Posted by: wbgonne | February 1, 2011 9:33 AM | Report abuse

Scott, I think your example runs afoul of the Fifth and Fourteenth Amendments. QB1 pointed out two days ago that creating a truly socialist state would be impeded, if not stifled, by the "takings" clause and the due process protection for property rights announced in the Fifth Amendment. Your example would result in an end run around Congress having to pay fair market value to expropriate GM's competitors. I think that could not stand.

Let me pose a different example. Many of my clients must post DOL and OSHA statements in their workplaces on pain of very stiff fines. They have been found by Congress to affect commerce by reason of their financial size or number of employees, alone. The posting of signs in a place is hardly an economic activity and it is local and de minimus. In fact, I cannot be forced to post them for my employees in my law office, because it is too "small" [to affect commerce, regardless of what I might actually to affect commerce].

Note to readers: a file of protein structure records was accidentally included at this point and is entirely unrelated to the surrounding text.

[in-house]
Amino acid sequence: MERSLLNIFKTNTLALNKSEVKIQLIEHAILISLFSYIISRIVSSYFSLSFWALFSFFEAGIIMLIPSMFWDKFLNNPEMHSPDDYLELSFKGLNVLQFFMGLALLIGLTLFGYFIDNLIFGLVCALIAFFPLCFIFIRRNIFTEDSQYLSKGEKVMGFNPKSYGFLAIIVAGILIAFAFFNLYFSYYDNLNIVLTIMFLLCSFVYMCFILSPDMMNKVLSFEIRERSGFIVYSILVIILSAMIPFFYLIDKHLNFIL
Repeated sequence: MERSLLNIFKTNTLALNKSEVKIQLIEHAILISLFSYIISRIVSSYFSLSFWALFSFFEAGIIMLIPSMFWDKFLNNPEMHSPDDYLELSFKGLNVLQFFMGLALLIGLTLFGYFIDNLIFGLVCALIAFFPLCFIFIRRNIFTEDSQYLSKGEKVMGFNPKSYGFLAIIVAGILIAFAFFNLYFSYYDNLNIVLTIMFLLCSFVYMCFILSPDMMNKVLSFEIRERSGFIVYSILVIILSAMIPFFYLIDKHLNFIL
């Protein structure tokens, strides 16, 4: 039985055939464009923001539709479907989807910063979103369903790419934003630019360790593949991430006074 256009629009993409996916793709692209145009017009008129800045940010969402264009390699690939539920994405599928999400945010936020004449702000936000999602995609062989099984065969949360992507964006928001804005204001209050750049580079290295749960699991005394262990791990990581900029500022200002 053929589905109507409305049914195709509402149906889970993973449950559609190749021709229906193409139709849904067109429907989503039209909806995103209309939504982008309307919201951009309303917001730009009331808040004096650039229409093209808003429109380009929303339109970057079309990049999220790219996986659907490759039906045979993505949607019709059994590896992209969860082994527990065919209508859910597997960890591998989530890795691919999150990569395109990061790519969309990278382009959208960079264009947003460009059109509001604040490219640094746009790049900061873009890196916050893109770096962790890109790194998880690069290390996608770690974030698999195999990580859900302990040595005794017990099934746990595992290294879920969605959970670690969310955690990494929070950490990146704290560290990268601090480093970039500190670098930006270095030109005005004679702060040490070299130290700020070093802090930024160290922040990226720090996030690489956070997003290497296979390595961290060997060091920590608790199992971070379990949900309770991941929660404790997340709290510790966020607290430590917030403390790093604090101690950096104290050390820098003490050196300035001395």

I am of a mind to think only the "necessary and proper" clause supports Congress' rules for signage in the workplace. But with this inactivity of not buying insurance there is more. Remember that we have the background of a federal mandate that hospitals must treat everyone in medical need. No gunshot victim gets turned away, not the guilty shooter nor the innocent bystander.
So the "inaction" is actually a cost shifting from the uninsured to moi.

Posted by: mark_in_austin | February 1, 2011 9:34 AM | Report abuse

@Greg

re:ABC, Sue, 12Bar, lmsinca, Jenn, Kathleen Hussein,with apologies to those I left out.